Many years ago, there were thousands of Indian mounds in Ohio. Most of them have been built over, farmed over, or otherwise destroyed, but today there remain over 70 mounds that welcome visitors.
The mounds, also known as earthworks, were built over 2,000 years ago, normally for ceremonial purposes, sometimes as burial mounds.
Map of Indian Mounds in Ohio
Visit Indian Mounds in Ohio
Indian mounds were built in many versions and for many reasons. There are ceremonial mounds, burial mounds, as well as effigy mounds that resemble the shape of an animal.
For some of the Indian mounds in Ohio, it is clear what their purpose was; for many, however, it is not known why they were built.
Some excavated mounds have given up pottery fragments, stone, flint, food, jewelry, and more.
The Hopewell Ceremonial Earthworks were recognized as a World Heritage Site in September 2023. This group of earthworks includes the Hopewell Cultural National Historic Site, Fort Ancient Earthworks (Octagon and Great Circle), and Newark Earthworks.
Check out our article UNESCO Recognizes Ohio’s Hopewell Earthworks
Below we list some of the most popular Indian Mounds in Ohio.
Serpent Mound (Indian Mounds in Ohio)
This mound is the most dramatic of the Indian mounds in Ohio. It is the largest effigy earthwork in the world at 1,370 feet long. It is shaped like a curved snake with an open mouth, and there is also an egg at the mouth.
The Serpent Mound was believed to have been built by the Adena people, but experts don’t all agree on that or on when it was built. Thoughts range from 300 BC to AD 1500!
Opening hours: April to November:
- Monday – Closed
- Tuesday to Saturday: 10 am to 5 pm
- Sunday: Noon to 5 pm
Note: There are special opening hours on holidays. Parking is $8 per car. Admission is free.
As the name may suggest, Alligator Mound is an effigy mound believed to have been built by the Fort Ancient culture around 2,000 years ago. There is some debate about which animal is actually represented by this mound, early researchers believed it was an alligator, hence the name. More recently, it is believed to represent an opossum, a raccoon, or a panther since alligators are not native to Ohio. Alligator Mound is open from dawn to dusk.
- Address: 417 Bryn Du Dr, Granville, OH 43023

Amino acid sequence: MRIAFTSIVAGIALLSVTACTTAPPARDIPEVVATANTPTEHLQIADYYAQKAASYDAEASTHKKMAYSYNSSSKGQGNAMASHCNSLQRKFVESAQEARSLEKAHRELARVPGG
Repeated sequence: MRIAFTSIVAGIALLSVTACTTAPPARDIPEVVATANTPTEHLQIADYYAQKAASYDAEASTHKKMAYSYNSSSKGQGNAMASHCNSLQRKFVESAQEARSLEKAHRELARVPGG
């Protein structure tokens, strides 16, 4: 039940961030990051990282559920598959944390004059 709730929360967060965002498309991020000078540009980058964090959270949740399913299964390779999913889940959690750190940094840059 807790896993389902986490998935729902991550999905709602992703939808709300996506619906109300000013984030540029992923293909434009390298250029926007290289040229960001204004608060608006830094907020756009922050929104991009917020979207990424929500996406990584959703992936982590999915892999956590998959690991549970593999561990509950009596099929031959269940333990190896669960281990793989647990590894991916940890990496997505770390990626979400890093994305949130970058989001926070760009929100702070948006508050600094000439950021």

Hopewell Cultural National Historic Site
This location consists of five separate sites, including:
Mound City Group
This is the only fully restored Hopewell mound complex. The group consists of 25 mounds of varying sizes, surrounded by a low wall. The circular mounds within the wall include spherical and conical forms, apart from one that is loaf-shaped. There are two additional mounds outside the enclosure.
- Address: 16062 OH-104, Chillicothe, OH 45601
This large site is dominated by two enclosures: a large square with rounded corners and a near-perfect circle. Together, these enclosures cover 37.5 acres. Unfortunately, this complex fell victim to two centuries of plowing that, therefore, leveled the sloping embankment walls, leaving them barely visible today.
Hopeton Earthworks was reopened to the public in 2016 and is now accessible during daylight hours. From the parking lot, there is a 1-mile loop trail that passes an overlook area for viewing.
- Address: 1138-1286 Hopetown Rd, Chillicothe, OH 45601
Hopewell Mound Group
This site contains remnants of a large rectangular mound as well as other smaller mounds.
The grounds are open daily during daylight hours. There are restrooms, a picnic shelter, and a two-mile self-guided interpretive trail.
- Address: 3289-4699 Sulphur Lick Rd, Chillicothe, OH 45601
The Seip Mound, a reconstructed mound in the center of Seip Earthwork’s great circle enclosure, is the third largest burial mound the Hopewell culture is known to have built. Many artifacts have been found at this site, including a clay head, Hopewell cloth, and copper breastplates. The large central mound is only a small part of this enormous complex, but due to deterioration over hundreds of years, the remnants of the rest of the complex are hard to appreciate without a guide.
- Address: Bainbridge, OH 45612
Fort Ancient Earthworks (Indian Mounds in Ohio)